Penn Dental Medicine Study Finds Dental Plaque No Match for Catalytic Nanoparticles

Tuesday, August 7, 2018 Dental News
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PHILADELPHIA, Aug. 6, 2018 /PRNewswire/ -- Combine a diet high in sugar with poor oral hygiene habits and dental cavities,

or caries, will likely result. The sugar triggers the formation of an acidic biofilm, known as plaque, on the teeth, eroding the surface. Early childhood caries is a severe form of tooth decay that affects one in four children in the U.S. and millions
globally. It's a particularly severe problem in underprivileged populations.

In a study published in Nature Communications, researchers led by Dr. Michel Koo, Professor at Penn Dental Medicine, showed that twice-daily rinses with FDA-approved nanoparticles and hydrogen peroxide effectively disrupted biofilms and prevented tooth decay in both an experimental human-plaque-like biofilm and in an animal model that mimics early-childhood caries. 

The nanoparticles break apart dental plaque through a unique pH-activated antibiofilm mechanism.

"The nanoparticles act as a peroxidase, activating hydrogen peroxide, a commonly used antiseptic, to generate free radicals that dismantle and kill biofilms in pathological acidic conditions but not at physiological pH, thus providing a targeted effect," says Koo.

Because the caries-causing plaque is highly acidic, the new therapy can precisely target pathogenic biofilms without harming the surrounding oral tissues or microbiota.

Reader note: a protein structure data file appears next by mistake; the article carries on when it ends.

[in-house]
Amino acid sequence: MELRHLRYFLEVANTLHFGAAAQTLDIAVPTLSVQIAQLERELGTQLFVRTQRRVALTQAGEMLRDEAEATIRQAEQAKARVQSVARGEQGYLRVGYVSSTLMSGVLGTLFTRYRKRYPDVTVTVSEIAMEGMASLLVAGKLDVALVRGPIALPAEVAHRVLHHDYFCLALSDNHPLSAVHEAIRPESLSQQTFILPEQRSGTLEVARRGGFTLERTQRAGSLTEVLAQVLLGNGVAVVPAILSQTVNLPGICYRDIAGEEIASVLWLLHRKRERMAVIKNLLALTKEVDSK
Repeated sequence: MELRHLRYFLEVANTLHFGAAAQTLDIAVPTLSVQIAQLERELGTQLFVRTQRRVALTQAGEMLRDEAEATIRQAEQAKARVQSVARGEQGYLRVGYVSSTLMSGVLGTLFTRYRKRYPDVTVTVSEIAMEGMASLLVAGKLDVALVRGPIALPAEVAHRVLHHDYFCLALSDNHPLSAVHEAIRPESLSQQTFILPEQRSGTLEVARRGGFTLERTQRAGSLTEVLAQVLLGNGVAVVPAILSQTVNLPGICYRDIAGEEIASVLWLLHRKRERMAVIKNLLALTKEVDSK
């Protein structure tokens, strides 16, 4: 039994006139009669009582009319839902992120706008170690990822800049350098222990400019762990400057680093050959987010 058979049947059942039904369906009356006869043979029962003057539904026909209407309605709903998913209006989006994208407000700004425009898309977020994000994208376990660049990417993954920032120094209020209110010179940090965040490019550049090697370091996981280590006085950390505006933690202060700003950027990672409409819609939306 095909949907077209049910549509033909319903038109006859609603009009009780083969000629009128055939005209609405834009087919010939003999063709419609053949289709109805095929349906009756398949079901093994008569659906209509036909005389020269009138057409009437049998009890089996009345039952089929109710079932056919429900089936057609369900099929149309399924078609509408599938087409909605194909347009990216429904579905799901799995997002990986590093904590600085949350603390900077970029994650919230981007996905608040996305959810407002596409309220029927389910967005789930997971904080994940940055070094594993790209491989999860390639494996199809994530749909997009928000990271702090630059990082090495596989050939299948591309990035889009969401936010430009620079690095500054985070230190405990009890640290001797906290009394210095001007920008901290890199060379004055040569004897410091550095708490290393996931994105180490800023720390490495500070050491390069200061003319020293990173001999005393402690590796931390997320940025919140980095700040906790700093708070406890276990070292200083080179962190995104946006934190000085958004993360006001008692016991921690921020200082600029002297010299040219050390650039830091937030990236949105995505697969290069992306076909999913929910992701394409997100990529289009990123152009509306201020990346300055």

The particular iron-containing nanoparticle used in the experiments, ferumoxytol, is already FDA-approved to treat iron-deficiency, a promising indication that a topical application of the same nanoparticle would also be safe for human use.

"We used plaque samples from caries-active subjects to reconstruct these highly pathogenic biofilms on real human tooth enamel," says Koo. "This simulation showed that our treatment not only disrupts the biofilm but also prevents mineral destruction of the tooth's surface." 

As further evidence of the treatment's targeted effect, the researchers found no significant change in the microbiome in the mouth after therapy and no signs of tissue damage.

Incorporating nanoparticles in a rinse or toothpaste could be a cost-effective way to significantly improve their effectiveness, says Koo. With evidence backing this approach in both an animal model and a human-like model of tooth decay, the research team is working to test its clinical efficacy.

Koo was recently awarded the IADR William H. Bowen Research in Dental Caries Award for his consistent record of developing innovative ways to treat caries.

This study was supported in part by the NIDCR (grants DE025848 and DE018023), the University of Pennsylvania Research Foundation, and the Colgate-Palmolive Pediatric Dentistry DScD Fellowship.

Beth Adams1-215-573-8224adamsnb@dental.upenn.edu

 

Cision View original content:http://www.prnewswire.com/news-releases/penn-dental-medicine-study-finds-dental-plaque-no-match-for-catalytic-nanoparticles-300692474.html

SOURCE Penn Dental Medicine



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